Imagine a scenario where you just attended your annual check-up with your physician, where you learned that you put on a few extra pounds since this time last year. You decide that enough is enough. This is the year! You’re going to start making meaningful changes to your fitness and nutrition routine.
Because you genuinely care about your health, you want to make sure the steps you are taking are the healthiest and safest ones possible. So, you do what many of us would do in the same situation…you consult the internet, only to become overwhelmed by the sheer amount of information available out there.
Sound familiar? If so, you are far from alone. Here are the facts:
- According to the Centers for Disease Control, more than half of American adults are considered overweight or obese.
- Research strongly suggests that being overweight or obese is associated with an increased risk for developing several chronic diseases including heart disease, type 2 diabetes, stroke, and many types of cancer. Furthermore, individuals with obesity are at a heightened risk of death from all causes compared to those who are overweight or at a normal weight.
- While positive messages about body acceptance and whole person health and wellness are on the rise, many Americans are still trying to lose weight, with nearly 50% of us reporting trying at least one weight loss diet in the past 12 months. Evidence of this is reflected by the weight loss and diet control market, which raked in a record breaking $72 billion dollars in 2018. and is projected to continue increasing over the next 5 years.
You would think that with unlimited access to information, it should be easier than ever to find the perfect DIY diet method without having to shell out hundreds of dollars for meal replacements or professional guidance. Instead, we are bombarded with crash diets, anecdotes from under-qualified “experts,” and companies looking to profit off of our desperation to lose weight, be healthy, or fit a certain body type ideal. Frankly, it’s exhausting.
For now, let’s focus on two of the most popular weight loss methods of 2020: intermittent fasting and the ketogenic diet, also known as keto.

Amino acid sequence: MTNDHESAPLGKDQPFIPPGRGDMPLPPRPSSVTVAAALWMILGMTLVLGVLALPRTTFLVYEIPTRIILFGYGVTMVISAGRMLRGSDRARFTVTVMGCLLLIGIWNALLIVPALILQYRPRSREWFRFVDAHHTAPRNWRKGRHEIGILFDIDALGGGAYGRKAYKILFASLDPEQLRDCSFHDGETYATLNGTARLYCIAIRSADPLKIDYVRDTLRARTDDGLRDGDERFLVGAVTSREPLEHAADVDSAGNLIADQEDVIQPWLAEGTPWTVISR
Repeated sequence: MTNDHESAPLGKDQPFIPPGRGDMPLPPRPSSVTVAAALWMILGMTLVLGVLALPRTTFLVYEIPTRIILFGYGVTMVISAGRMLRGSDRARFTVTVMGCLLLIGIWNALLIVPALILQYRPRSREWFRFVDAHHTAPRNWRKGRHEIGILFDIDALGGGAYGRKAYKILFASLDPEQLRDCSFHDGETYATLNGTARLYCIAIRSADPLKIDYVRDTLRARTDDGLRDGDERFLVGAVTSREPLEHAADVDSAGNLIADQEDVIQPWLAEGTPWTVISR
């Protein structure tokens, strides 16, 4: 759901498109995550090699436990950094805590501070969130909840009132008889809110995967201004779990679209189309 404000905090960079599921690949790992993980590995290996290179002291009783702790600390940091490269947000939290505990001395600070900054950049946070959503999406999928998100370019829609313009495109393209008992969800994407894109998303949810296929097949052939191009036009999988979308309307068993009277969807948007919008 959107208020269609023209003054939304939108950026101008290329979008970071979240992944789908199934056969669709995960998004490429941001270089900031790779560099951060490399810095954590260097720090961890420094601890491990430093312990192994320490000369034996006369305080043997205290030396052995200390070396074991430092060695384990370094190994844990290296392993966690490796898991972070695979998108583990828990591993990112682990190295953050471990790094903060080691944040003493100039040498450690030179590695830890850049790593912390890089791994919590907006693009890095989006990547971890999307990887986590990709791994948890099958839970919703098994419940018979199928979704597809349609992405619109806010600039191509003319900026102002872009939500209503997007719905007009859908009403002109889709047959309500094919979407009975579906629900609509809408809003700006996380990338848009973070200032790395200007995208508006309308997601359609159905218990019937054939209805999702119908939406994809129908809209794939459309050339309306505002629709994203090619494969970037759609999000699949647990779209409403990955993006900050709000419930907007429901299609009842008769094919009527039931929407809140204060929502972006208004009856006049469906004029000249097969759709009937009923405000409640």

What is Intermittent Fasting?
Intermittent fasting is an umbrella term describing any meal pattern where the time spent eating and drinking is confined to set times during the day or week, while the rest of the time is spent abstaining from food. In other words, while many diets focus on what you can eat, intermittent fasting focuses on when you can eat.
There are 3 main types of intermittent fasting: alternate day, periodic, and time-restricted fasting.
01 – Alternate Day Fasting
Alternate day fasting involves switching between “fast” days, where very small amounts of food are eaten, and “feast” days, where eating is largely unrestricted. This style switches every other day and is considered quite aggressive, since there are 3-4 days per week where little to no food is consumed.
02 – Periodic Fasting
Periodic fasting involves periods of 24 hours or more of fasting followed by normal, unrestricted eating for a set amount of time. Some may choose to consume up to 25% of their daily requirements during fasting periods, making this style slightly easier to stick to. The 5:2 method is an example of periodic fasting in which you would eat normally for 5 days a week and fast for 2.
03 – Time-Restricted Fasting
Time-restricted fasting focuses on restricting eating for a set number of hours during a 24 hour period. The bulk of the fast takes place during sleeping hours. 16:8 is a common method, where a person fasts for 16 hours a day and confines eating to 8 hours a day. Skipping meals or limiting eating to one meal a day are also examples of time-restricted fasting.
Fasting has been practiced throughout human history as a part of religious and cultural traditions. It’s only been during the past 10 years or so that intermittent fasting has been used as a popular weight loss method.
So, what make’s intermittent fasting so appealing?
In order to lose weight, you must burn more energy than you bring in. Intermittent fasting is useful in this regard in that there are substantial periods of time where no energy is consumed at all, and the total amount of time spent bringing in energy is cut short. Additionally, since the focus of intermittent fasting is time-based, there are no restrictions on what types of food you can eat as long as you maintain a negative energy balance.